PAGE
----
Bringing the Forest to the Office – How Virtual Tours are Informing Training and Decision Making Related to Restoration Approaches in the Oil Sands

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Matthew Pyper, Michael Cody, Katalijn MacAfee, Jack O’Neill

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Virtual reality isn’t just for video games anymore. This project sought to evaluate the utility of 360-degree imagery to develop educational and training modules about habitat restoration techniques being used in the oil sands region of Alberta, Canada. This project leveraged professional-quality 360° photos of restoration sites, either recently established or up to 10 years old. By bringing the forest to the office, the project’s goal was to showcase how modern techniques in forest restoration can help achieve environmental goals related to woodland caribou habitat restoration and oil sands compensation lakes. Students, operators and managers can all explore one of five virtual tours: lowland sites with surface roughness applied, linear restoration sites, planting on upland and lowland sites, interim reclamation of soil storage piles, and oil sands compensation lakes. In addition to these virtual tours, the project houses the recently completed Silviculture Toolkit developed through a collaboration between Canada’s Oil Sands Innovation Alliance (COSIA) and Natural Resources Canada. Results of the project indicate that these virtual tools have wide applicability in university education and in training professionals to adopt new and innovative restoration practices. This presentation will showcase why the virtual tours were established, data supporting the use and uptake of the tours, and will discuss how virtual tours like this can be used by universities, governments and industry organizations around the world to drive innovation and quality treatment delivery in reclamation and restoration programs.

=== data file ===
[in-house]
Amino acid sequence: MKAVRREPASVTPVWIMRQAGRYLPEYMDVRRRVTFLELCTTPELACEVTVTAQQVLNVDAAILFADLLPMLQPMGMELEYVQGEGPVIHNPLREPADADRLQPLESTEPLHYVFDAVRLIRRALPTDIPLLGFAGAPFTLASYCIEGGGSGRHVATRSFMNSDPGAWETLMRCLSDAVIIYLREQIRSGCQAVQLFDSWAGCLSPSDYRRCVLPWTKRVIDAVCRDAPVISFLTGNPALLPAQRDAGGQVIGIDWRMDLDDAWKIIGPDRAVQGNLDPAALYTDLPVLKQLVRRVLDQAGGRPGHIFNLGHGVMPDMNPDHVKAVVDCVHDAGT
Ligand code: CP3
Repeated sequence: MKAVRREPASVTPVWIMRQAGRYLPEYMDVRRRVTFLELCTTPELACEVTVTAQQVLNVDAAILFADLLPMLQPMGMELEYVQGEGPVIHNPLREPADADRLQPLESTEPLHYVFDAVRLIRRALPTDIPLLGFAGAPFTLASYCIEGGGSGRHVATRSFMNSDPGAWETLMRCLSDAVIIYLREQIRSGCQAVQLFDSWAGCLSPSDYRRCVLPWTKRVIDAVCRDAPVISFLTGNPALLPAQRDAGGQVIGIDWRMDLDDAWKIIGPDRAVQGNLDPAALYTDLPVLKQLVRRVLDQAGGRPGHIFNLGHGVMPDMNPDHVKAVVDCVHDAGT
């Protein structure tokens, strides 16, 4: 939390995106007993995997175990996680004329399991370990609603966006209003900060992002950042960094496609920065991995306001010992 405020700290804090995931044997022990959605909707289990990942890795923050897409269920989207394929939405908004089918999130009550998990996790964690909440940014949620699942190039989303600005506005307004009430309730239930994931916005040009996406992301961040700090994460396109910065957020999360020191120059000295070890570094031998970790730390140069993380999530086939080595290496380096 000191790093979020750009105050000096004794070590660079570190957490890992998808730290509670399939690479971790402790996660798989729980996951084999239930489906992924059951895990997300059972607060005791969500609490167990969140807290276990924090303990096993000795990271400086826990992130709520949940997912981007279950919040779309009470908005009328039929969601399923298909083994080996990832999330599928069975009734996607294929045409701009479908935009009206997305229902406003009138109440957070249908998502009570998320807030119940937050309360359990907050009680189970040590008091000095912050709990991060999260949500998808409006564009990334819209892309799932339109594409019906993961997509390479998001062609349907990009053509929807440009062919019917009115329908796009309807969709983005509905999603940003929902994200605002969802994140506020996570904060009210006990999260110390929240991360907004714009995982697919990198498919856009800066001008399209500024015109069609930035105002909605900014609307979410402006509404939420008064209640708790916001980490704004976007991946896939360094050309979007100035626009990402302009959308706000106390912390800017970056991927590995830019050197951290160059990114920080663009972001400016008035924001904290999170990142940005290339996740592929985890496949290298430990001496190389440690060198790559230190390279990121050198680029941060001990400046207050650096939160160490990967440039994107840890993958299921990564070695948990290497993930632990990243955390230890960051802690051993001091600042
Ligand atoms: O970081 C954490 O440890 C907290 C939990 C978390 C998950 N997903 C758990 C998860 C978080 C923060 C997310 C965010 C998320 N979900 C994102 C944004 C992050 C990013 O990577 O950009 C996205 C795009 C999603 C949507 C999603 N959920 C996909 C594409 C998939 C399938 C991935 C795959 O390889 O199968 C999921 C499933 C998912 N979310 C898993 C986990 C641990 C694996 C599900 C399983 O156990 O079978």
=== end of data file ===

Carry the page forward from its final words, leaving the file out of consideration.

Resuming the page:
Resource Type:
Conference Presentation, SER2021

Pre-approved for CECs under SER's CERP program